Barbara Frischling, Ruth Dorothea Eggel
University of Graz, Austria
“How are you feeling today?”
This contribution focuses on the contextualization of different forms of emotional expressions in online contexts with a cultural analytical approach. Exemplified by “YOLO” and the practices surrounding emojis we seek to deconstruct the role of emotional expressions in the making of a subject. Emotional expression in online contexts can be read as both, the satisfaction of personal needs as well as the fulfillment of neoliberal imaginations of productivity.
Emojis allow for a „quick and dirty“, but also efficient, visual articulation of emotional states. As immediate expressions, emoji-practices also refer to the dynamics and immediacy of online digitally mediated communication. As visual representations of emotional expressions, which usually become visible through bodily expressions in situative contexts, emojis add an emotional layer to the digital communications repertoire: Engaging with online-content, they allow to show anger, love, sadness and happiness etc.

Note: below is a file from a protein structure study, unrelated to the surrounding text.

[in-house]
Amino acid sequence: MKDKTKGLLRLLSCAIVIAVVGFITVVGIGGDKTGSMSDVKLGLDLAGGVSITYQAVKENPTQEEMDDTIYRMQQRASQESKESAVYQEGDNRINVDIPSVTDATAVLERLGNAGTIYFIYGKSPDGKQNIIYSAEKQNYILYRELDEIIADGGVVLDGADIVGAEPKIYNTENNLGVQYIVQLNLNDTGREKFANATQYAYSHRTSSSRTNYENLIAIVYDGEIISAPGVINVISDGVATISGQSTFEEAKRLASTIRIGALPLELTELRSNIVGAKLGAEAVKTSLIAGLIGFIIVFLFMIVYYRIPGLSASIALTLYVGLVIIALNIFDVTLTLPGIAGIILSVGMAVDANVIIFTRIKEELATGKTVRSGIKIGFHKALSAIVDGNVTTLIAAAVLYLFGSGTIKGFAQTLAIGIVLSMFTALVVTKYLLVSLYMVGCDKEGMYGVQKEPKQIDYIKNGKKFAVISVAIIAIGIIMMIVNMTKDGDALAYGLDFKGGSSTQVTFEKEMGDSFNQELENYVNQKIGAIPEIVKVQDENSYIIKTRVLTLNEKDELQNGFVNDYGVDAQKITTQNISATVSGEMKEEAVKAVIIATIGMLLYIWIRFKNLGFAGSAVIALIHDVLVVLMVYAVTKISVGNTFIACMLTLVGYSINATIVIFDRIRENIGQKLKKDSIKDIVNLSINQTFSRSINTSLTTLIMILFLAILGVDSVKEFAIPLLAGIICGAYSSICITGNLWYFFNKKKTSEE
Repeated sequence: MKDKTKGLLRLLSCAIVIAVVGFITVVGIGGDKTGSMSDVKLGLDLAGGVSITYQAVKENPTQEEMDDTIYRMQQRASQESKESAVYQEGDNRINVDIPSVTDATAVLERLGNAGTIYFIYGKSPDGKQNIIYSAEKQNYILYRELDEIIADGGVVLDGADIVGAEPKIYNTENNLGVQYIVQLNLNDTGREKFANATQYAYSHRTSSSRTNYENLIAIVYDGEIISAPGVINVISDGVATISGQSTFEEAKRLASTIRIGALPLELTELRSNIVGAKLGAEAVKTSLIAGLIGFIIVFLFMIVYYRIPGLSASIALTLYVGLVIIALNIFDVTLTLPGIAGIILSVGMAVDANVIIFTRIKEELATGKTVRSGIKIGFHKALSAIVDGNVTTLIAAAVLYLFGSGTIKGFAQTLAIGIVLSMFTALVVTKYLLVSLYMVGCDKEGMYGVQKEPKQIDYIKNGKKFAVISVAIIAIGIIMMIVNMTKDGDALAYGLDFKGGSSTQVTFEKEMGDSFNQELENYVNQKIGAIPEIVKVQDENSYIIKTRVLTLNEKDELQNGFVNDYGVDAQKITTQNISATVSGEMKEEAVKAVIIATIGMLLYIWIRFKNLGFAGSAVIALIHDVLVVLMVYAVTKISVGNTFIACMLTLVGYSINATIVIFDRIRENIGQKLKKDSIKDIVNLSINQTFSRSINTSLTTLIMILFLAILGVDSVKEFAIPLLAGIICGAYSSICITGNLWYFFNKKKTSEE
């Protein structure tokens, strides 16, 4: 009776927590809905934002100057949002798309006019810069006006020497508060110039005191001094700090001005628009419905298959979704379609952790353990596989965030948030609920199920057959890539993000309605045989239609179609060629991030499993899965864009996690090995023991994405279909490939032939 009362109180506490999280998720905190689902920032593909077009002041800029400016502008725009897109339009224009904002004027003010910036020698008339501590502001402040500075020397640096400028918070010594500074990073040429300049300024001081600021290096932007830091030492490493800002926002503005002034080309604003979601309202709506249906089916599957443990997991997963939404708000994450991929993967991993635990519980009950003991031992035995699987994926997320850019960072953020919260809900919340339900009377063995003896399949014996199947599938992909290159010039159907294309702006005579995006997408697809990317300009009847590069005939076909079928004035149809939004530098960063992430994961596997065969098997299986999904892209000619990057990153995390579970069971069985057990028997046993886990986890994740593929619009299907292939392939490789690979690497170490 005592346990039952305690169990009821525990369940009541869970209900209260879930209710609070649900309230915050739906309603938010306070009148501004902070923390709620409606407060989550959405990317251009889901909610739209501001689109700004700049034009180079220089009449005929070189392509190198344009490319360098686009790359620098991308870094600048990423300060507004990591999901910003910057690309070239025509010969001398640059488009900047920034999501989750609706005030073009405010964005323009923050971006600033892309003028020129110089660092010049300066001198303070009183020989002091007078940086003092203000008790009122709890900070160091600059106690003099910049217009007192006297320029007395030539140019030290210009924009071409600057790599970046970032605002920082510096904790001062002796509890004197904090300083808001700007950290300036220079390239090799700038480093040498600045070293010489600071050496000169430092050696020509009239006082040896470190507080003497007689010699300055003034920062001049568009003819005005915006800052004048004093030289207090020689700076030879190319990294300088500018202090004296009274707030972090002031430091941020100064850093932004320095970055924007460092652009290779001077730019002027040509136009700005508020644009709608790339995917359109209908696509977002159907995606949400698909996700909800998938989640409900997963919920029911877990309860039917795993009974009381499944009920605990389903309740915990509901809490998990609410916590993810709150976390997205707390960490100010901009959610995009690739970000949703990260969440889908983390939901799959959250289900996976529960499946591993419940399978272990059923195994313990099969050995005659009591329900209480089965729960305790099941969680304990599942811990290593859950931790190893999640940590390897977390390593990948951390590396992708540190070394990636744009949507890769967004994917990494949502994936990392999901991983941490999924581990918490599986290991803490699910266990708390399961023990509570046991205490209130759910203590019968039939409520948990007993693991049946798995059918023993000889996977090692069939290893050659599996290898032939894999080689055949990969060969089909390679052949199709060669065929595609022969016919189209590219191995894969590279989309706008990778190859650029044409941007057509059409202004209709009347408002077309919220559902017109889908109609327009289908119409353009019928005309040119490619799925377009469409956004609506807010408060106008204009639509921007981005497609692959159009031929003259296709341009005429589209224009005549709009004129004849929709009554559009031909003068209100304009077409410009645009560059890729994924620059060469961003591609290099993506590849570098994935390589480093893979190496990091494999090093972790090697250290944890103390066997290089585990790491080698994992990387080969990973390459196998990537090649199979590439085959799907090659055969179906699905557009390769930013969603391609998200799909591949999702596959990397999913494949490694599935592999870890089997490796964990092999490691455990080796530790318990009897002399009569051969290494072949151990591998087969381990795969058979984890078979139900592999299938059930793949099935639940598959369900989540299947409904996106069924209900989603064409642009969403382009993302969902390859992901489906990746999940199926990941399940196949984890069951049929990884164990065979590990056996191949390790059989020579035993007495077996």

Looking at the users‘ perspectives, an actor-centered approach allows to emphasize the role of these micro-practices in the broader context of emotional politics. Forms of immediate expression of emotion do not only point to the needs and constraints of neoliberal subject-making, but can further be seen as crucial in online-negotiations of politics, worldviews, beliefs and therefore offer a critical moment of solidarisation and desolidarisation.
Valuing Emotions – Creating Registers of Worth
FernUniversität Hagen, Germany